It’s Moonlight Wednesday. I call it this because this is the day I normally post something about my writing, and, just as the moon reflects the sun, I hope my writing reflects the SUN. On Wednesdays I’ve been discussing, on and off, one of the novels I have written.
I generally do not discuss the craft of writing. I am unpublished. And, although I’m fifty-seven, I do not have a large body of even unpublished writing to my credit.
So who am I to give writing tips?
I do have some credentials. I almost have a minor in English. Doesn’t that make me an expert? I have been a voracious reader for most of my fifty-seven years. Doesn’t that make me an expert? I took one creative writing class. Doesn’t that make me an expert? I have read Writer’s Digest for fifteen years or so. Doesn’t that make me an expert? I have read many books on the craft of writing. Doesn’t that make me an expert?
Nope. None of that makes me an expert.
However, I’m not afraid to critique others. It’s something I do now every time I read a book. It’s something I do now every time I see a movie. It’s something I do now every time I read anything. (And I annoy my husband as I analyze every story. I usually try to keep quiet, but when I see something that is just so wrong, it’s hard not to speak up.)
Perhaps that makes me an expert. The craft of writing has become so engrained I automatically see “problems.” Just as an architect automatically judges buildings he sees. Or an interior designer automatically addresses the “problems” he sees in a home. Or an artist automatically sees “problems” within a painting. Or singers or musicians hear “problems” when someone sings.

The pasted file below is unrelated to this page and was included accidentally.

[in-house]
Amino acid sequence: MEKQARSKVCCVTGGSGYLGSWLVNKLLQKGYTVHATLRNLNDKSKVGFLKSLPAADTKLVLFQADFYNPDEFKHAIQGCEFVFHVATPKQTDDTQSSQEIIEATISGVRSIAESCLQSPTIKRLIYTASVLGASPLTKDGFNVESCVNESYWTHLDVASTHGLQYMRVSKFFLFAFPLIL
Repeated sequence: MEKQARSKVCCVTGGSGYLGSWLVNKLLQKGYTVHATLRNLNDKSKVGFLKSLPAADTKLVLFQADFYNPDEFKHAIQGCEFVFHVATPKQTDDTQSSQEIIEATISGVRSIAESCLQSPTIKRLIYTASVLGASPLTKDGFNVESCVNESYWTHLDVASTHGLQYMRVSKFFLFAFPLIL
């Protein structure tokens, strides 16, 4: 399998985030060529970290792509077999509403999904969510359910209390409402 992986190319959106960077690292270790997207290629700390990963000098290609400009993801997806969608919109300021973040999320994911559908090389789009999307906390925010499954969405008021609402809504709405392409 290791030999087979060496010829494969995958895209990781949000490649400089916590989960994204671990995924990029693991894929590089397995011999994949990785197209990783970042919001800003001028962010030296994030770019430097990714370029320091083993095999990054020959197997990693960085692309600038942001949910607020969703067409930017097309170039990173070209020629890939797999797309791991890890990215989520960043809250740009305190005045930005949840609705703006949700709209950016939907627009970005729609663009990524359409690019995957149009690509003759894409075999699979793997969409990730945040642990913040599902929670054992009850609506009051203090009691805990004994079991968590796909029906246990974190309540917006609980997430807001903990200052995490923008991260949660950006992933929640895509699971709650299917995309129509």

No, no. I’m just an amateur, a newbie still learning the craft and still making mistakes.
But, I’m still going to throw in my two cents here. Expert or not. (I often wonder if there are any true experts in creative writing.) Anyway, I’ve noticed a problem with many books I have read lately and I would like to address it.
The problem is lack of focus. I wonder if these writers outlined their books. The books are so unfocused—so cloudy. I’m not saying outlining is strictly necessary—at least, I’m not saying it’s necessary when you begin writing.
I have seen so many writers who are proud to be pantsers, that is, seat-of-the-pantsers. They love to sit down and just write and let the characters lead them where they may, discovering the story as their characters reveal it.
And there’s nothing wrong with that approach. I know it’s fun. However, after the fun, it’s time to get serious. Focus your story.
What’s its meaning? Why are you writing this particular book? What’s the theme? Once you know the answers to those questions, go back and outline your book.
Outline when you’ve finished writing the first draft? Yes.
And think about each chapter. No. Think about each scene. Perhaps a character in your book led you down a rabbit trail. Delete that scene if it’s leading nowhere. File it away somewhere. Perhaps it will fit in another book.
But keep this book focused. Perhaps eliminate too many subplots. Perhaps rearrange chapters. Don’t get hung up on a beautiful piece of writing. If it doesn’t follow your theme, junk it. Make your meaning clear.
Think, fellow writers, think. And when you’ve thought your book through, think some more.
And stay focused.
Clear those skies. Let the SUN shine!